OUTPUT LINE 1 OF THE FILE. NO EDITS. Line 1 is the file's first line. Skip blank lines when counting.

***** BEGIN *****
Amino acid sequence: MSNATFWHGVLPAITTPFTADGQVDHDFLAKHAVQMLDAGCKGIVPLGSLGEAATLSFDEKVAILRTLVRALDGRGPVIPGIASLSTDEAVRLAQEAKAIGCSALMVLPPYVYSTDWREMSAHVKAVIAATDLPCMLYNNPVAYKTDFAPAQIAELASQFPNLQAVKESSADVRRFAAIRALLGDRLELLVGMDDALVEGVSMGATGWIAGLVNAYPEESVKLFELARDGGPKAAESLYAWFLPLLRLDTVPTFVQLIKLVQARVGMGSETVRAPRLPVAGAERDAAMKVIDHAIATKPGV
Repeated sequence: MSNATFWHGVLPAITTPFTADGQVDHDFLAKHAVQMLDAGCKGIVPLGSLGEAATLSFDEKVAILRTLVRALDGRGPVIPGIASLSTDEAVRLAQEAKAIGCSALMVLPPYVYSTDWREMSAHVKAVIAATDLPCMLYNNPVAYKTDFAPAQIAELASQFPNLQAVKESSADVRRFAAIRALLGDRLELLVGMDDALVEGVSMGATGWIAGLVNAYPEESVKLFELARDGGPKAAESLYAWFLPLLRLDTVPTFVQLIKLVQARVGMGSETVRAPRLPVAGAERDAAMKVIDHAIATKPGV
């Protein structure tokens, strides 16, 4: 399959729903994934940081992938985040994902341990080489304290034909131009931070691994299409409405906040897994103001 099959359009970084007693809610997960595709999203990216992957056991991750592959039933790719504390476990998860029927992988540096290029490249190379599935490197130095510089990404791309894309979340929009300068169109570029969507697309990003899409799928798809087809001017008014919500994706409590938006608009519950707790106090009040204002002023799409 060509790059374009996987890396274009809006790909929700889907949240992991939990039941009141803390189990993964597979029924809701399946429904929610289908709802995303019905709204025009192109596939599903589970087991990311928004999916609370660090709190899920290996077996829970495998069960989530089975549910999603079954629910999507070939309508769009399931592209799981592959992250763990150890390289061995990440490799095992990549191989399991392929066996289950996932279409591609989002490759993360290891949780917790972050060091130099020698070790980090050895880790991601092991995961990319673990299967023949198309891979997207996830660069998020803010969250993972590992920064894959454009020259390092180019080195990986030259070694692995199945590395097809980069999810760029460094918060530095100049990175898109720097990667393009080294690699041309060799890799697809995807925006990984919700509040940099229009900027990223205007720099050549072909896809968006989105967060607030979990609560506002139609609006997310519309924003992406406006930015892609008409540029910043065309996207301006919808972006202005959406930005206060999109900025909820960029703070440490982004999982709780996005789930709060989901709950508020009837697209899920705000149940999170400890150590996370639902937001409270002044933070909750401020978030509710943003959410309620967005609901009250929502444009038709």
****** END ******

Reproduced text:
Amino acid sequence: MSNATFWHGVLPAITTPFTADGQVDHDFLAKHAVQMLDAGCKGIVPLGSLGEAATLSFDEKVAILRTLVRALDGRGPVIPGIASLSTDEAVRLAQEAKAIGCSALMVLPPYVYSTDWREMSAHVKAVIAATDLPCMLYNNPVAYKTDFAPAQIAELASQFPNLQAVKESSADVRRFAAIRALLGDRLELLVGMDDALVEGVSMGATGWIAGLVNAYPEESVKLFELARDGGPKAAESLYAWFLPLLRLDTVPTFVQLIKLVQARVGMGSETVRAPRLPVAGAERDAAMKVIDHAIATKPGV